It’s easy for us to look back on a time of that was good and when it comes to an end focus on the loss. While grief is healthy to experience, there is also a time and place to widen our perspective. I’m reminded of a Dr. Seuss quote that one of the members of The Now Effect Community recently brought up,
“Don’t be sad it’s over, be glad it happened.”
We can take this to the present moment as well. There’s a chapter in The Now Effect called “Present Nostalgia,” a term I coined to represent how we can use the concept of nostalgia to appreciate the present moment more often and be “glad it’s happening.”
As family and friends begin to gather during the holidays at one point or another may have to face either ourselves or a loved one with addiction. There are really very few people who are not touched by addiction in one way or another. Addiction comes in the form of alcohol, drugs, sex, shopping, eating, sugar, and other compulsive behaviors that are an avoidance strategy and eventually cause distress.
When caught up in the cycle of addictive behavior, there is an inability to accept whatever is being felt in the present moment and the mind is constantly wandering onto the next ‘fix.’ So it’s safe to conclude that addiction often builds a wall of disconnection and makes it difficult to actually be present for the holidays.
If you or someone you love struggles with addictive behavior I recommend checking out the Mindfulness and Addiction series I wrote about in past years.
No matter what time of year it is, stress will likely be a part of it. A little stress is good, it fuels motivation, but there’s a tipping point where it starts to have diminishing returns. When that higher level of stress hits, if it’s left unchecked it can lead to anxiety, depression, chronic pain, addictive behaviors, you name it. Today I want to give you something that you can BET on anywhere, anytime to help turn the volume down on the chaotic mind and bring you back into balance.
I’m a big fan of things that are short and sweet. Something I can remember that can help me in a pinch.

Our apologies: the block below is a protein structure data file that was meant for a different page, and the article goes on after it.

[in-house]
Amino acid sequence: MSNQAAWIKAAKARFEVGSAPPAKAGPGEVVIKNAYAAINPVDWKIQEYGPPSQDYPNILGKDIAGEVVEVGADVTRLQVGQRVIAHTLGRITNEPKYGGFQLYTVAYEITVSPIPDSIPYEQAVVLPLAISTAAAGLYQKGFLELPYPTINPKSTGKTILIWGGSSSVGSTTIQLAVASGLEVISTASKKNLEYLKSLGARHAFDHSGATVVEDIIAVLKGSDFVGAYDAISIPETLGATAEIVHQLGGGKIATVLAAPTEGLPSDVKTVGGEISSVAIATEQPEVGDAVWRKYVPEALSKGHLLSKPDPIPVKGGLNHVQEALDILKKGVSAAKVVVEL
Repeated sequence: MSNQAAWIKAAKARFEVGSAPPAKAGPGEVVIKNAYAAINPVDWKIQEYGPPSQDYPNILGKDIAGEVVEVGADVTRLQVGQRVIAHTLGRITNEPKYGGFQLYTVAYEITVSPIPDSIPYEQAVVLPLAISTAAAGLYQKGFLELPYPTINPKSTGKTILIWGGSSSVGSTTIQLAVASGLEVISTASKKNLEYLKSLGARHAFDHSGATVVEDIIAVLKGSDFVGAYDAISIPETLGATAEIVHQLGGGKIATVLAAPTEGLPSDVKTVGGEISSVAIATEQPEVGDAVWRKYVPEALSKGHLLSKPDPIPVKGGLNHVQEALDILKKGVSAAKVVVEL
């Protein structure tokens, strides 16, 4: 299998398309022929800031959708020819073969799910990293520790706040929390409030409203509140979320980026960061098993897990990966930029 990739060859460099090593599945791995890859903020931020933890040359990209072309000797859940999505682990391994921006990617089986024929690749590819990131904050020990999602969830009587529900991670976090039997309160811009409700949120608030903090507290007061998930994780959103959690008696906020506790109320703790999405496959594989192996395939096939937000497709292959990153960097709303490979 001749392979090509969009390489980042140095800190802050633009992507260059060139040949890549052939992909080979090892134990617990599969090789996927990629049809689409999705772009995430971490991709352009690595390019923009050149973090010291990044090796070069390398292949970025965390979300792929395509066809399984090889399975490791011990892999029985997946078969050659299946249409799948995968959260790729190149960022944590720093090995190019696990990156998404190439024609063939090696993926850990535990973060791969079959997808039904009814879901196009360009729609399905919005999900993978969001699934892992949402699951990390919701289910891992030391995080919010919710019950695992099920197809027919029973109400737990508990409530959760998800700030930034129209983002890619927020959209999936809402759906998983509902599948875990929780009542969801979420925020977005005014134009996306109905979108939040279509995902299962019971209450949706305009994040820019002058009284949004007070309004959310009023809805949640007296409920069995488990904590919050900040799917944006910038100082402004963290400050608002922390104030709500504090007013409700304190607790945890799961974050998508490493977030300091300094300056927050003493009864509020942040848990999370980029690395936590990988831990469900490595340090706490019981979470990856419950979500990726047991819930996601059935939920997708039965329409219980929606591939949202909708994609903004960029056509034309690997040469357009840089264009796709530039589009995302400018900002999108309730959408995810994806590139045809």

Here’s a short acronym that you can BET on throughout the day:
If you’re reading this you have access to technology and that means that you are likely going to engage in media multitasking at some point or another. In a previous post I looked at a study that says that media multitasking leads to poorer cognitive performance. That’s not so shocking since our attentional capacity is limited and when it’s splintered off we’re not going to be as sharp on any one thing. However, the reality is, we’re going to multitask, it’s not only rewarded in work environments, but it’s something that comes natural to our brains. So if we’re going to do it, what’s the best way?
Research suggests you look into mindfulness training.
“Compassion is based on a keen awareness of the interdependence of all these living beings, which are all part of one another, and all involved in one another.”
I’ve made it a practice to be interested in what people say toward the end of life. I think at that point, people often come to a space of presence and clarity that I’ve called The Now Effect. This isn’t a special moment of wisdom that is reserved for our deathbeds, it’s something we all glean at some point or another and yet at the same time it is a skill that can be cultivated.